The first time I tried a tuna empanada, I was extremely disappointed. I’d recently moved to Spain and still had loving memories of the empanadas I’d enjoyed while living in Argentina– baked and served piping hot, filled with oozing meat, cheese, corn… The brick-like chunk of greasy dough and smelly tuna that was plopped down on my plate (cold) didn’t quite compare. I took a couple of bites and proceeded to pass on the empanadas de atún for the next year or so. Little did I know I was missing out on a delicious Spanish snack.
As it often seemed to happen the first years I lived here, it was at my mother-in-law’s house where I finally fell in love with the empanada de atún. Obligated to take a slice, I begrudgingly helped myself with forced enthusiasm. And it was good– really good. But it’s not that her tuna empanada recipe is anything to write home about; in fact, she uses pre-made dough and prepares the whole thing in less than 15 minutes. But it was light years ahead of what I’d tried in that sketchy tapas bar!
I’d been wanting to make a homemade tuna empanada since then, but kept making excuses. It was one of those recipes that intimidated me. It sounded like a lot of work, and a long time to spend in the kitchen! But as usual, I was wrong. I used the baked tuna empanada recipe from my favorite Spanish cookbook, and made some adjustments.
The result was a slight twist on the classic Galician empanada recipe that will be a highlight of my personal Spanish recipe collection for years to come. Easy and delicious, my husband swore it was the best he’d ever tried (and I’d wholeheartedly agree). We still have to explore the empanadas in Galicia one day, but until then this will do!
- 1 egg
- 1 teaspoon baking soda
- ½ cup olive oil
- ½ cup Spanish hard cider (a dry cider) or a dry white wine
- ½ teaspoon salt
- 2¼ cups of flour (you may need more to roll the dough later)
- 1 egg, separated
- 1 large onion, chopped
- 1 cup of roasted red peppers, drained and roughly chopped
- 1.5 cups of tomate frito (a homemade tomato sauce made with sautéed tomato, garlic, onion and pepper that is pureed with a bit of sugar) -- you can substitute diced tomatoes and one tablespoon brown sugar
- 2 tablespoons of olive oil
- 14 ounces of canned tuna, drained
- 24 chopped green olives (the manzanilla variety if buying in Spain)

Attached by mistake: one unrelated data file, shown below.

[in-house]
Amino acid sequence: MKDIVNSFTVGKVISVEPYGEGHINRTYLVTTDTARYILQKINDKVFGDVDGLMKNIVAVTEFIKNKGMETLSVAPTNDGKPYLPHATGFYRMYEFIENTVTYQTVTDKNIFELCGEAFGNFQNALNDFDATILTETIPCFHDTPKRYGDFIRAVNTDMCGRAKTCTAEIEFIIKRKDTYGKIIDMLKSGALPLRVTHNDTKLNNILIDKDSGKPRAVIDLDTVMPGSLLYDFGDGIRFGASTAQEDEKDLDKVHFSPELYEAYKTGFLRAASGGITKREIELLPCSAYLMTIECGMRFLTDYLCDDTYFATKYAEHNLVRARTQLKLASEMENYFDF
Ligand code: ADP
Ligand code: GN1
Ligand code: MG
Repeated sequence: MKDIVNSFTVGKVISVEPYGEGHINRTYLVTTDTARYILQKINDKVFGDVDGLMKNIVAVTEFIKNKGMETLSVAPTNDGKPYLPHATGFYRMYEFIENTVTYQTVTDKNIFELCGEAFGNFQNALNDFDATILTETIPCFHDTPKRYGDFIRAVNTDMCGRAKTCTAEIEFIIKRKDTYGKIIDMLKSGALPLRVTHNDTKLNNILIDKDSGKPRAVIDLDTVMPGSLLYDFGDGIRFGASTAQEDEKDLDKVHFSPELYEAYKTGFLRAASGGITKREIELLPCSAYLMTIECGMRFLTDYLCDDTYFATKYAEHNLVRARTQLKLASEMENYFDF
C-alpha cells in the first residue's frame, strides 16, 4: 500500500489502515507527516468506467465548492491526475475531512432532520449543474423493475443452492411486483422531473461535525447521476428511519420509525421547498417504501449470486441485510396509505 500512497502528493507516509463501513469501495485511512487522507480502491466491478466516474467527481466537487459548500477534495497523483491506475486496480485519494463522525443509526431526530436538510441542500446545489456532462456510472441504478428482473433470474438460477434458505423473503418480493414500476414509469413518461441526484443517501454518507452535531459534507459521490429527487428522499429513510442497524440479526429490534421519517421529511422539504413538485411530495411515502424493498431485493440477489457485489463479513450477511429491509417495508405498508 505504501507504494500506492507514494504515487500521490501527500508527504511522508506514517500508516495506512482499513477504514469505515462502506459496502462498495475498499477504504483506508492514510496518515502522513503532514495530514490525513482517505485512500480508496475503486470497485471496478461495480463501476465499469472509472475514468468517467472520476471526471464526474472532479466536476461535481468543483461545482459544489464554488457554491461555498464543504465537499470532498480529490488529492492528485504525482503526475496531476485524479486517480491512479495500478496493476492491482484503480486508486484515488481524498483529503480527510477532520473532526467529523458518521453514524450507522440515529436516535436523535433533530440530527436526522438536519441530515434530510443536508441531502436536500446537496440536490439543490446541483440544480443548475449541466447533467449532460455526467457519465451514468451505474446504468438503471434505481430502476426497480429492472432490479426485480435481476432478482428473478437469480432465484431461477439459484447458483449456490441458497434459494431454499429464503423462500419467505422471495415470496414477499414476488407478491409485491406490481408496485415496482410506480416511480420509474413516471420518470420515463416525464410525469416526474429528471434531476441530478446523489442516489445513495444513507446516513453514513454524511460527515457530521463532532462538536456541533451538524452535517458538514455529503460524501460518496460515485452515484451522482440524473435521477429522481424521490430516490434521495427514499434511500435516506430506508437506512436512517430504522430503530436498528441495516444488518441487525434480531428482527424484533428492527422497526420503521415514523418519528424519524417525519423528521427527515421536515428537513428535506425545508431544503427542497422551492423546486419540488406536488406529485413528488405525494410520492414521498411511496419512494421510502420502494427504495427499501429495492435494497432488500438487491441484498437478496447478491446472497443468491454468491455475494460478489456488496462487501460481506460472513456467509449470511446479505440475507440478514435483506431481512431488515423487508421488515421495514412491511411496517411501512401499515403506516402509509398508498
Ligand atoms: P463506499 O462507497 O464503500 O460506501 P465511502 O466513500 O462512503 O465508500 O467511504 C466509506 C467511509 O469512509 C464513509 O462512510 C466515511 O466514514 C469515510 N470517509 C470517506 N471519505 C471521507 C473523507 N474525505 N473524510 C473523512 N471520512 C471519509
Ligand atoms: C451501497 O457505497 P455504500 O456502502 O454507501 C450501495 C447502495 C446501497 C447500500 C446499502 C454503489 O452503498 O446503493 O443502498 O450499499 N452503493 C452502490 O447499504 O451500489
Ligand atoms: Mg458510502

- 2 hard boiled eggs, chopped
- 1 teaspoon Worcestershire sauce or anchovy paste (you can always mash up a cured anchovy here)
- 1 tablespoon honey
- 1 teaspoon sweet paprika
- 1 teaspoon cumin
- Salt to taste
- To make the pastry dough, beat the egg in a large bowl and add in the baking soda, olive oil, wine or cider and salt.
- Add in the flour, little by little, and when it gets too difficult to continue mixing with a fork, use your hands. It should be a soft dough (but not sticky). Make it into a ball and cover in plastic wrap for one hour at room temperature.
- To make the filling, heat about two tablespoons of olive oil in a heavy frying pan and cook the onions until soft and starting to caramelize. Add in the roasted red peppers and fry for another two minutes or so, and then add the tomato sauce.
- Lower the heat to a slow simmer and cook for about 15 minutes, stirring often.
- Add in the tuna, chopped olives, chopped eggs, Worcestershire sauce (or anchovy paste), honey and paprika. Taste and adjust the salt.
- Preheat the over to 350°F (175°C) and divide the dough in half, with one half slightly bigger than the other. Grease an 11 inch pan with oil and roll out the larger half of the dough so that will completely cover the bottom of the pan and the edges.
- Using your rolling pin, transfer the dough to the pan and gently mold it to fit the pan without stretching the dough. Trim the edges if necessary.
- Beat the egg white and brush over the the dough.
- Bake the base for 10 minutes and then remove and let cool.
- Once cool enough (10 to 15 minutes) cover with the tuna filling.
- Roll the other half of the dough large enough the cover the top of the empanada and make sure the edges meet.
- Brush the empanada with the beaten egg yolk mixed with one teaspoon of water.
- Bake in the oven for 40 minutes and serve hot or cold.
It may seem like a lot of work, but I promise you this is the easiest tuna empanada recipe I’ve found where the dough is made from scratch. The longest part is waiting the 40 minutes for the empanada to finish cooking! It’s especially difficult because it smells so good…
If you liked my baked tuna empanada recipe, you’ll probably love:
- Homemade ham croquettes recipe
- The perfect Spanish tortilla recipe
- Traditional red wine sangria recipe
What’s your favorite empanada filling?
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